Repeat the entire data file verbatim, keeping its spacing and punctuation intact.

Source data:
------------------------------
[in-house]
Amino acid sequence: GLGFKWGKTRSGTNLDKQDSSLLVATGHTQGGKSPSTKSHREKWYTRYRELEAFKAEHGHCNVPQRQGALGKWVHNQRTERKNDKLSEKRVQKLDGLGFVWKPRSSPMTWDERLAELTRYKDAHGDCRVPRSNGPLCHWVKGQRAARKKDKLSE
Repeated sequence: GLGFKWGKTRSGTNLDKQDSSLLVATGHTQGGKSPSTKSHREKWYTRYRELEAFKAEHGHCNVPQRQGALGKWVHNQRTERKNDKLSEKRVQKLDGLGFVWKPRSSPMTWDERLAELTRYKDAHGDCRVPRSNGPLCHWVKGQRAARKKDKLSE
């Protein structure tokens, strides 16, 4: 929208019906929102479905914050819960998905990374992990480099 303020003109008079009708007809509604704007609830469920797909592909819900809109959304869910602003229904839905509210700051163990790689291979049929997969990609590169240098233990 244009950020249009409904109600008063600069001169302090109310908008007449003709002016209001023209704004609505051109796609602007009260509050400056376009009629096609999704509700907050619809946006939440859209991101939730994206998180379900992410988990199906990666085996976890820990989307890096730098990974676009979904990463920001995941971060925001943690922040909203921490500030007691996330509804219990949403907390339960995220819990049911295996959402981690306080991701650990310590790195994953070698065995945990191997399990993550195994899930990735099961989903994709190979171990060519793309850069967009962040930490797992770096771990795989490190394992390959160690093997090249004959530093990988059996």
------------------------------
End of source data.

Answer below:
[in-house]
Amino acid sequence: GLGFKWGKTRSGTNLDKQDSSLLVATGHTQGGKSPSTKSHREKWYTRYRELEAFKAEHGHCNVPQRQGALGKWVHNQRTERKNDKLSEKRVQKLDGLGFVWKPRSSPMTWDERLAELTRYKDAHGDCRVPRSNGPLCHWVKGQRAARKKDKLSE
Repeated sequence: GLGFKWGKTRSGTNLDKQDSSLLVATGHTQGGKSPSTKSHREKWYTRYRELEAFKAEHGHCNVPQRQGALGKWVHNQRTERKNDKLSEKRVQKLDGLGFVWKPRSSPMTWDERLAELTRYKDAHGDCRVPRSNGPLCHWVKGQRAARKKDKLSE
């Protein structure tokens, strides 16, 4: 929208019906929102479905914050819960998905990374992990480099 303020003109008079009708007809509604704007609830469920797909592909819900809109959304869910602003229904839905509210700051163990790689291979049929997969990609590169240098233990 244009950020249009409904109600008063600069001169302090109310908008007449003709002016209001023209704004609505051109796609602007009260509050400056376009009629096609999704509700907050619809946006939440859209991101939730994206998180379900992410988990199906990666085996976890820990989307890096730098990974676009979904990463920001995941971060925001943690922040909203921490500030007691996330509804219990949403907390339960995220819990049911295996959402981690306080991701650990310590790195994953070698065995945990191997399990993550195994899930990735099961989903994709190979171990060519793309850069967009962040930490797992770096771990795989490190394992390959160690093997090249004959530093990988059996």